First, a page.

For best growing conditions you should use a freely draining compost to plant your alpines. Add a layer of broken crocks in the bottom of clay pots or a layer of grit in the bottom of plastic pots to ensure that water will not stagnate in the bottom of the pot and suffocate the roots. Most alpines will grow well in a mixture of equal parts of loam-based potting compost and grit.
Alpines that are native in high, alpine habitats of scree and rock-face crevices and any cushion-forming plants need a less fertile and more freely draining mix in order to maintain their neat, natural habit. If you grow these types of alpines in a rich compost they will become quickly soft and lush. This way they will be more prone to pests attacks and diseases. For these plants you should use a mixture of up to three parts grit to one part loam-based compost.
Alpines that are native from woodlands or those that grow in humus-rich pockets in rocky habitats will prefer a well-drained compost that is rich in organic matter. For these alpine you should use a mixture of one part loam-based compost, one part grit and two parts leaf mould, peat substitute or peat.
Before planting any plant make sure you check on the individual needs of each plant before selecting the appropriate compost. Make sure that for lime-hating plants you chose ingredients that are all lime-free. To avoid any planting problems, specially on alpines that need a less rich compost, introduce them to their new medium while they are young. This way they will adapt easier to the new medium, especially if they have been potted on from a more fertile medium.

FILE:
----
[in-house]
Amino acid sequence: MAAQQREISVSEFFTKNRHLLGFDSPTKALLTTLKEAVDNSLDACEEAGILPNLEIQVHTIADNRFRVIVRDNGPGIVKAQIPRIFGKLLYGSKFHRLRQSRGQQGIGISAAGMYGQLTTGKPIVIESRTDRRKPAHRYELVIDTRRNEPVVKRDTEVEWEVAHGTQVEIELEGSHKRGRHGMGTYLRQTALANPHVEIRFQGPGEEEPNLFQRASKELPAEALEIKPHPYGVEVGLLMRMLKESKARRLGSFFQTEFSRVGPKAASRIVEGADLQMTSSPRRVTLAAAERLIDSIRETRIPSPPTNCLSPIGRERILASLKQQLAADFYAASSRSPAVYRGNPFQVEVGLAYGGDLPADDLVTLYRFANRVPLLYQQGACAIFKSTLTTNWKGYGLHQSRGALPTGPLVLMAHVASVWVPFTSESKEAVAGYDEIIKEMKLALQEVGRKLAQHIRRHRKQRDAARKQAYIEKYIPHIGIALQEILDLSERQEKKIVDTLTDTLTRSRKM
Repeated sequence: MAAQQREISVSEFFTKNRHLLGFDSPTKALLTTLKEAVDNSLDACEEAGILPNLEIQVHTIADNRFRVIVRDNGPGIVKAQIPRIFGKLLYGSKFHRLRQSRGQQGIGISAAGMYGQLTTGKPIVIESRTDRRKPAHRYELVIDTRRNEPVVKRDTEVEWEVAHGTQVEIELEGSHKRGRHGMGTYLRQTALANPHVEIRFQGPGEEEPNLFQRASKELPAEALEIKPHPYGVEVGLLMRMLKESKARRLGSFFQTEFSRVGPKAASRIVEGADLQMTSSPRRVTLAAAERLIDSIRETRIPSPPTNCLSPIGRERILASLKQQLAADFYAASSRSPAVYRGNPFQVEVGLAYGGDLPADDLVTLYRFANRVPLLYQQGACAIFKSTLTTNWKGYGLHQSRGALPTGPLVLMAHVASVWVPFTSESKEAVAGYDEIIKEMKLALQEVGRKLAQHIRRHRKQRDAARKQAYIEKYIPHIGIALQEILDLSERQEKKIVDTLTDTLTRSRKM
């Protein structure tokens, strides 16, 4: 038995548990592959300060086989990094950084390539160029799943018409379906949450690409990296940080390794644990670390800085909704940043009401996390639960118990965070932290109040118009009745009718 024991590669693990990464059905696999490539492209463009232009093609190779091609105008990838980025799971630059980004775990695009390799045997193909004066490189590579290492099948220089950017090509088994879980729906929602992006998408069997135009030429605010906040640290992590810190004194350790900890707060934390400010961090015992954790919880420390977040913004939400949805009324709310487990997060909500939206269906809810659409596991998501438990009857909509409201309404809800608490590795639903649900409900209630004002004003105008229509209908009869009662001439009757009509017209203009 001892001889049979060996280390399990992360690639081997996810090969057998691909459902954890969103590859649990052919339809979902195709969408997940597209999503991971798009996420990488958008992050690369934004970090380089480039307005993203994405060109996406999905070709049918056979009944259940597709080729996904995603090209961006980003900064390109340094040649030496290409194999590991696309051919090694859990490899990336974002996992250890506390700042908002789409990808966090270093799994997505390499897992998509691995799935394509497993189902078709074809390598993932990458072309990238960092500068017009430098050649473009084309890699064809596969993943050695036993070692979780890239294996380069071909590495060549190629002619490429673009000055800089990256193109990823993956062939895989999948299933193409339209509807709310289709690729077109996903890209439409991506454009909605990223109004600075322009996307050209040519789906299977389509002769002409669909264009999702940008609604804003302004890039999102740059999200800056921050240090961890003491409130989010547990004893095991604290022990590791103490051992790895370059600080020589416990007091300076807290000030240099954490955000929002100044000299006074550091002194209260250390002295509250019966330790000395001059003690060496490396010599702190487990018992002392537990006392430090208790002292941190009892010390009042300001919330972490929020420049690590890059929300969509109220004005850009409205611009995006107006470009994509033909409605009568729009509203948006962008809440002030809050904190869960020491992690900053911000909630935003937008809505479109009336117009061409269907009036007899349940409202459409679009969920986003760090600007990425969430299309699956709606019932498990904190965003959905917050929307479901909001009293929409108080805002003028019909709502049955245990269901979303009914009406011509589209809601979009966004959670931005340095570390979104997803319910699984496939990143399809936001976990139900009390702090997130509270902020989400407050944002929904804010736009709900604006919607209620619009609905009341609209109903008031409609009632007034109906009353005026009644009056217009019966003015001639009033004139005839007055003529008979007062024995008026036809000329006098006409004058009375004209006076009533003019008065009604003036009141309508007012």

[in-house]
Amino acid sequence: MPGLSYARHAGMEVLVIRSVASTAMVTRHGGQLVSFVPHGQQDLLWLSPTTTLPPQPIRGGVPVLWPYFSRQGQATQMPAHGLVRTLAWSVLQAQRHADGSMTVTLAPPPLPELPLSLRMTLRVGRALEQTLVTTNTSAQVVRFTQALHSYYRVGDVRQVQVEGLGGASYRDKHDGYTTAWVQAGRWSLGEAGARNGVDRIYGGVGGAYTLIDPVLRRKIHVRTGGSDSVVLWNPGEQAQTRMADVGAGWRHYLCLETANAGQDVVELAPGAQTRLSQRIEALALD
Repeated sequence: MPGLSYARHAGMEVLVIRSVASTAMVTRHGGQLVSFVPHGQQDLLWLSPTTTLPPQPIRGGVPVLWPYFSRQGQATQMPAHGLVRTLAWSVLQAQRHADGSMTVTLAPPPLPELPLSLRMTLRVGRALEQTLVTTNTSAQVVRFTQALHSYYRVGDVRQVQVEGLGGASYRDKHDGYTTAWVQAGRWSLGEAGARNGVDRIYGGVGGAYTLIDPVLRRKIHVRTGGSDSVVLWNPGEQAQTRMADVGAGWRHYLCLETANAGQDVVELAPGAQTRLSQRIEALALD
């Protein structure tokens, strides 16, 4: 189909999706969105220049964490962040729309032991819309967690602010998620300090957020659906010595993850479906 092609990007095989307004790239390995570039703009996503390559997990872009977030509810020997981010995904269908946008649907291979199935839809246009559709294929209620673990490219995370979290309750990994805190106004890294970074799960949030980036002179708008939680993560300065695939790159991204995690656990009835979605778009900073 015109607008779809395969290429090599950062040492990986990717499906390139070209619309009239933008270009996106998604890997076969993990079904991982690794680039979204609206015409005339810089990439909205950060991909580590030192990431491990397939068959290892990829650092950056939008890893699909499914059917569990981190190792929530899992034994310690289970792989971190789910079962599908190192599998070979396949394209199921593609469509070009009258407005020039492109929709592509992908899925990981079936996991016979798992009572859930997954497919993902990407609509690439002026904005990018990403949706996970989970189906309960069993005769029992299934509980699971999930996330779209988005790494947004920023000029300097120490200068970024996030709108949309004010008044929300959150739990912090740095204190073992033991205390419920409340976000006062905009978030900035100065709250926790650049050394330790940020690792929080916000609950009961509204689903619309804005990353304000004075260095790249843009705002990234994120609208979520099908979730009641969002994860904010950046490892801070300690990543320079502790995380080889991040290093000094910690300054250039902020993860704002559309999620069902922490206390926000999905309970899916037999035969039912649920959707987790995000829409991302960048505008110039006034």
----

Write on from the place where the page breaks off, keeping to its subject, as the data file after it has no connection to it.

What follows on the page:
After planting up the pots you should top-dress them with a layer of grit or stone chippings. This will prevent the growth of mosses and liverworts, will keep the neck of the plants well drained and not at last, will enhance the plants appearance. Use a top-dressing that is appropriate to the pH requirements of each plant.
You may also be in position to repot some of your alpines when they have outgrown their pots. Transfer them carefully into a slightly larger pot, disturbing their roots as little as possible. Repot herbaceous and shrubby plants in spring and summer, when they are growing strongly, and bulbous plants when they are dormant. Plant them in their new pot at the same level as they were planted in their old pot. Firm in fresh compost and then add a new layer of top-dressing. Water well after potting by standing the pot at least 2.5-5 cm of water until the top of the compost becomes moist, then remove the pot to avoid the risk of root rot.